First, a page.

Spring is here. Spring has sprung. The trees are blooming, noses are running, and so am I! I'm finally back to jogging. It's a nice, warm, 60 degrees here in Chicago. When I do my run, I have one path that I follow most of the time. I call it the Flashdance Girl, because when my Apple Watch GPS tracks it on Map My Run, it looks like the woman from Flashdance.
During one section of the run there's this wooded area, and though it's filled with trees, in the late fall and early spring you can see through to a playground that's in our neighborhood. Because of social distancing, there are no kids playing there right now, but generally, during the spring it's packed. Lately, I've been noticing it's getting more difficult to see the playground equipment through the trees. As the trees are starting to bud, it's getting more difficult to see through.
Forest For The Trees
I'm sure you've heard the phrase, “Cannot see the forest for the trees”, right? What it generally means is that somebody is so focused on the details, that they can't see the big picture. In other words, they're so focused on the tree, that they can't see the forest. Or, the forest is growing with all these buds and you can't see through it anymore.
In the case of business, it would be the same as if somebody needed to paint their house, and they spent the entire day picking out the color. That's one of the biggest problems with creating great content, we have a hard time figuring out what we want to say and how to write it. I have a hard time picking which topic to talk about every single week. Luckily, I have a system where I capture ideas and then talk through them on my podcast, so I don't necessarily have to write it out. I just simply have to think about what I want to get across and express it. That makes it much easier for me.
In your business, do you feel like you're generating content often enough? Are you producing a weekly blog? What's holding you back? Chances are it's a handful of things. First off, unless you're a professional content writer, you probably don't even like writing. The second thing is that you may not have the time. This is why I think that hiring a good content writer can be great for your business. Let me explain.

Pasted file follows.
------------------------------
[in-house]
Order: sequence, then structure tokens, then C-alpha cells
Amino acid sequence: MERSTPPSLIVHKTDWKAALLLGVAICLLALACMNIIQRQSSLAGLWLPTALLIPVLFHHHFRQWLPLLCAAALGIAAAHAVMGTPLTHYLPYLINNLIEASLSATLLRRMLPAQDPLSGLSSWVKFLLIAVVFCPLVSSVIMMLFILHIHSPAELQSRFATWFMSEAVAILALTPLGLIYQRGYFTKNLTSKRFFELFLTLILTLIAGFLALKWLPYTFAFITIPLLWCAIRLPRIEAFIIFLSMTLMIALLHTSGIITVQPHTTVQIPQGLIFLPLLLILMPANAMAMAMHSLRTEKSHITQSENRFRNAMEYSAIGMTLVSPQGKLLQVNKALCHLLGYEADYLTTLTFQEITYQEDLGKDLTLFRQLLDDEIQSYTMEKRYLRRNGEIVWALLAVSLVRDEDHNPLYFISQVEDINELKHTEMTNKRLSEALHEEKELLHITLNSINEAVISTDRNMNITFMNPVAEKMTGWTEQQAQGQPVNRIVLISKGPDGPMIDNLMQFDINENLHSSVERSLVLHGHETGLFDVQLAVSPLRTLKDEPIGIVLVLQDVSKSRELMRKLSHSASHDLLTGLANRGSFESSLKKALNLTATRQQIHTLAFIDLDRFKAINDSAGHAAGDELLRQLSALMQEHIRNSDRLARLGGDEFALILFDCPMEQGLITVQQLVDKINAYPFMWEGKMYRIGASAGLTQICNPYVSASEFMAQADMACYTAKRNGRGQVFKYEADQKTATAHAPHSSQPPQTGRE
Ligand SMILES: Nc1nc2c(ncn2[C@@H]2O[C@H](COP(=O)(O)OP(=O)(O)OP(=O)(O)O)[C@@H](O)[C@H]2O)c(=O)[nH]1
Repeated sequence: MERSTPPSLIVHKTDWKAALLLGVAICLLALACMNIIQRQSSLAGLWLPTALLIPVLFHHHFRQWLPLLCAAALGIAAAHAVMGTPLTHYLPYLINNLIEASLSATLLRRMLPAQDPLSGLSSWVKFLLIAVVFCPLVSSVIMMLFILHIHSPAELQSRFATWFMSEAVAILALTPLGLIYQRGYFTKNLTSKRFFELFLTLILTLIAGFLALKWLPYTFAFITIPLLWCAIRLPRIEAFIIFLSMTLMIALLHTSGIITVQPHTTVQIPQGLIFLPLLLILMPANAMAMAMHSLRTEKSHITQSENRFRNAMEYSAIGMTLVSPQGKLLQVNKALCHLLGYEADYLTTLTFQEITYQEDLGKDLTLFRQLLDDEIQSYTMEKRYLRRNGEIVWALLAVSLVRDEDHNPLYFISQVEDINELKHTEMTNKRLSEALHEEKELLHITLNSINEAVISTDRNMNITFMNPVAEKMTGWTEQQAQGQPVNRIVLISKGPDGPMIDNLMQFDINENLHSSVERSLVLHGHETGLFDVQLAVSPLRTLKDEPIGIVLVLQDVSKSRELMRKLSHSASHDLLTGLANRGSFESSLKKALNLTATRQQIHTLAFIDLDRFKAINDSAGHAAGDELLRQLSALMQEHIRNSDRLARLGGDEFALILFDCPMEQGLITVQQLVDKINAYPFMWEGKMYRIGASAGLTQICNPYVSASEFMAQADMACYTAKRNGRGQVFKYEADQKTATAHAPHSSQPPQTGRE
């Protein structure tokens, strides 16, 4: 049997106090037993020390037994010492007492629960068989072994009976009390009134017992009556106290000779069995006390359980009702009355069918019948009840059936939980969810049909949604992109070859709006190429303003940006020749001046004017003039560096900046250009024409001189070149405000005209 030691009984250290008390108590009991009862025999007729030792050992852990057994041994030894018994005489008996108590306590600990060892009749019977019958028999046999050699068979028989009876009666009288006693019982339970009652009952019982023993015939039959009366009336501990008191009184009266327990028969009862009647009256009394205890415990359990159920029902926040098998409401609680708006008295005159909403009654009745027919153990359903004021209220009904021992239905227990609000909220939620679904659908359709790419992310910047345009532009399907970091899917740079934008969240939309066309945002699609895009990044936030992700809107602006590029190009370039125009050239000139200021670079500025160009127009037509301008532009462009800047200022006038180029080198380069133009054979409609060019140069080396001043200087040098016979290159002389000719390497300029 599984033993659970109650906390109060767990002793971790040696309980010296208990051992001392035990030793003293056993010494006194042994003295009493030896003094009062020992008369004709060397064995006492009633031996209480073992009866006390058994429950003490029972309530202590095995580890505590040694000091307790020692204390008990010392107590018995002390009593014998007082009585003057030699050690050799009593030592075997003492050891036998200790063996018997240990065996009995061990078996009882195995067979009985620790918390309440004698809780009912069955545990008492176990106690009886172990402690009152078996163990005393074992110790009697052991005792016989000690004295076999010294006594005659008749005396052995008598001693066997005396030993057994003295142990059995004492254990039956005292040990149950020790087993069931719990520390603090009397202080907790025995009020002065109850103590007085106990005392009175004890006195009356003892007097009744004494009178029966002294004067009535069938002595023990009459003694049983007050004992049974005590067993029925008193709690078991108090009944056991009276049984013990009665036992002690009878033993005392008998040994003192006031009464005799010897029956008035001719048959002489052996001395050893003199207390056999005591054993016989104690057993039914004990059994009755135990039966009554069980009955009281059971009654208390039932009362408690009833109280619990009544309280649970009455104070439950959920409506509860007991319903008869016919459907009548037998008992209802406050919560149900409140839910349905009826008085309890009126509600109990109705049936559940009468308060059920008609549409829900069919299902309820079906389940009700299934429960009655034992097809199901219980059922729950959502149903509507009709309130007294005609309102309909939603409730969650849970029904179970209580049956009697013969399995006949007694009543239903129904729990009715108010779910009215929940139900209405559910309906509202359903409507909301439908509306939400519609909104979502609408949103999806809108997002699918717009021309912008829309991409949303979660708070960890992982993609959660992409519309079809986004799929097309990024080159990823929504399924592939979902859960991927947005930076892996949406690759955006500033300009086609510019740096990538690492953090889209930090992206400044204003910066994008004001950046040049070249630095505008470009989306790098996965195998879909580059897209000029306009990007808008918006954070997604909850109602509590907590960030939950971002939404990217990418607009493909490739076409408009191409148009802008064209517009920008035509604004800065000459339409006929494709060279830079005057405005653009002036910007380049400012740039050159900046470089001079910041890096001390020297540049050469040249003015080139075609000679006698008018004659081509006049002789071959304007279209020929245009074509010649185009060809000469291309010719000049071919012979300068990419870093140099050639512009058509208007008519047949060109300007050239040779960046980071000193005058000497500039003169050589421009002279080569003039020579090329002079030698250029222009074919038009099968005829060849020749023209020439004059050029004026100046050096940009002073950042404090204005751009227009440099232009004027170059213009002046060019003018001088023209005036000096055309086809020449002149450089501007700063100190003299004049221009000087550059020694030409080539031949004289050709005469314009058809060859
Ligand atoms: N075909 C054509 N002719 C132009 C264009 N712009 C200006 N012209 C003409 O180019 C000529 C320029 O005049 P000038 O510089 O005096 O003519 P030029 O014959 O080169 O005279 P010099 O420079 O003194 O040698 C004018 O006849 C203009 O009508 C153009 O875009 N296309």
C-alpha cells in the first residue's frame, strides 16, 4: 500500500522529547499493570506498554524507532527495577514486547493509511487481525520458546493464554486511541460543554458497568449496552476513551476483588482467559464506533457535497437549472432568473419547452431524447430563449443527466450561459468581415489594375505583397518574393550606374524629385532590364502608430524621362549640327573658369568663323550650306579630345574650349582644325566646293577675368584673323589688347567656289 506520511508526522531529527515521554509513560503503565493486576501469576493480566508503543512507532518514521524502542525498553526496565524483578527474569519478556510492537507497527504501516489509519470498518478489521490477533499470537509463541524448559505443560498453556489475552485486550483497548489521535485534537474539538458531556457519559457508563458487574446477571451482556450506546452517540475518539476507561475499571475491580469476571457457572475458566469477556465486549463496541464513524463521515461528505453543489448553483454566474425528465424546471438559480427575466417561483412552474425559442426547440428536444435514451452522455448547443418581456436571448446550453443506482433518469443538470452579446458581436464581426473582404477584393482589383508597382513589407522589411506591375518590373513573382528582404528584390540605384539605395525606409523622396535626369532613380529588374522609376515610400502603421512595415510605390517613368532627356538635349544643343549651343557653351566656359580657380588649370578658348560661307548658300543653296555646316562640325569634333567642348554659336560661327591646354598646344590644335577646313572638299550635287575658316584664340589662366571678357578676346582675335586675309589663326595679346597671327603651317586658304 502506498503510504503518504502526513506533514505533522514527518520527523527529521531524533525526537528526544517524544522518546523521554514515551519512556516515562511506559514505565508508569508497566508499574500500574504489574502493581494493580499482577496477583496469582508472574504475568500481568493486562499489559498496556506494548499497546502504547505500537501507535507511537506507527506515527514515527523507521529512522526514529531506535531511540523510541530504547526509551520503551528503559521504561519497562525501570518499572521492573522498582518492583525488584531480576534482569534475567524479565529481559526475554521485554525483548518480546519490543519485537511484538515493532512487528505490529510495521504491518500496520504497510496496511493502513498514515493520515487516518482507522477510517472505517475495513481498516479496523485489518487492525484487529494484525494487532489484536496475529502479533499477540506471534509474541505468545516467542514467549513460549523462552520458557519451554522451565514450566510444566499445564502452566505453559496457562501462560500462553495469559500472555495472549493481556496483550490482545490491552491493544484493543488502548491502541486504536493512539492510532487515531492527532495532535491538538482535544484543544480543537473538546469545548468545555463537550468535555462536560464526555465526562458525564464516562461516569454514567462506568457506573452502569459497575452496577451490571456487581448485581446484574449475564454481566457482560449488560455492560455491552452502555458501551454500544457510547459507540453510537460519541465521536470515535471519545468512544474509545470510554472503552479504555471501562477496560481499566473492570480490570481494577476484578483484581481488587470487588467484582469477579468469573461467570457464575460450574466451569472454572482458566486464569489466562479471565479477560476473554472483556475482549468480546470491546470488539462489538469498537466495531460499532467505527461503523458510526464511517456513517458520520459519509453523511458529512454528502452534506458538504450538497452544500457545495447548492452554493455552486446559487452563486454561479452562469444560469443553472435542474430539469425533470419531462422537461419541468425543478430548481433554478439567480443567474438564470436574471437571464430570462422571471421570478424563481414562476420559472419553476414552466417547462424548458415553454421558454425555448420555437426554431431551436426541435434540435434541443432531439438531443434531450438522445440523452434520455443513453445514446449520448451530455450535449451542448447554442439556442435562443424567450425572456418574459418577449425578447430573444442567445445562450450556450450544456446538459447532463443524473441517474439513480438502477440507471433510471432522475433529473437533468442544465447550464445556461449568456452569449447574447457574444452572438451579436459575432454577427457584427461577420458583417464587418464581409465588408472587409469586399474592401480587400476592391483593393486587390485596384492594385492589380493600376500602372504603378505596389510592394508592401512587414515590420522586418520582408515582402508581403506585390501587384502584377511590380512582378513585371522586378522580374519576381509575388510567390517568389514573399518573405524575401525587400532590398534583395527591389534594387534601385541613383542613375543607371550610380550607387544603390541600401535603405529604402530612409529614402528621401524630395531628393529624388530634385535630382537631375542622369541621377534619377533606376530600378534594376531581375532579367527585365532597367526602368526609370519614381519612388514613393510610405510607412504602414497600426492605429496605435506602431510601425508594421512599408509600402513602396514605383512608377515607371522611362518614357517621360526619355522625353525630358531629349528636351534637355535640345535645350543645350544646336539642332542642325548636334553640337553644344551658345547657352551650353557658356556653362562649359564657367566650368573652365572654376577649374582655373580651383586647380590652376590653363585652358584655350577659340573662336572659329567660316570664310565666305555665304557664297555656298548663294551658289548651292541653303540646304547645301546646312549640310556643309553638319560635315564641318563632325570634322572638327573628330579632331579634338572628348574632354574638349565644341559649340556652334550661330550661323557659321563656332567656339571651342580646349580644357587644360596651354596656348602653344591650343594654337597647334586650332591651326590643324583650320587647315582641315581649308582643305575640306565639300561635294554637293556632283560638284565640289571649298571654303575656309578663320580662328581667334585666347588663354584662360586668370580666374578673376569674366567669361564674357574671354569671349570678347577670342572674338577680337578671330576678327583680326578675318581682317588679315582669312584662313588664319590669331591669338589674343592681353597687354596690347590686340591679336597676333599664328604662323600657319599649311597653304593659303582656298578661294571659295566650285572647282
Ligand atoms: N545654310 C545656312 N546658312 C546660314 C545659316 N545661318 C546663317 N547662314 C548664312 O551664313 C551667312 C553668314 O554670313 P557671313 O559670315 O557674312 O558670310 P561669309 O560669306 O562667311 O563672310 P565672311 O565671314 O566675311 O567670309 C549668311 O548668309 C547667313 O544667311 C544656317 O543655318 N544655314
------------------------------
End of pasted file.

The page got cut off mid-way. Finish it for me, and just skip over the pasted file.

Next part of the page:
What Is Your Time Worth?
The first thing you have to think about is whether it makes sense for you to be the sole content creator. How much do you make per hour? I am not talking about what you pay yourself, but how much money you make your business every single hour that you're working on it? If you spend an hour writing content, that's an hour you're not making money. Chances are you can find somebody who can do a better job at a lower cost so you can spend that hour on your business.
There are five other advantages to hiring a content writer, too. I want to discuss some of the benefits of having somebody else write your content for you. This is one of the tools I use in my business and with my clients to help get their messages out.
Fresh Set Of Eyes
First off, you get a set of fresh eyes and fresh ears. You have a message that you want to communicate and you express it in your voice and style, but your audience may interpret it differently. Getting that fresh perspective can help you take your concepts and express them in more of a customer-centric or customer-friendly way. Having that fresh set of eyes and ears could give your content a new and more effective perspective.
The second piece of this is one of the ways that I tend to get content out of my clients, and that is by asking good questions. If your customers were to ask you a question, how would you answer it? We tend to explain concepts differently when we're asked a question as opposed to just trying to create an idea out of thin air. Having that Q&A model helps you get your information out in a way that really speaks to and with consumers.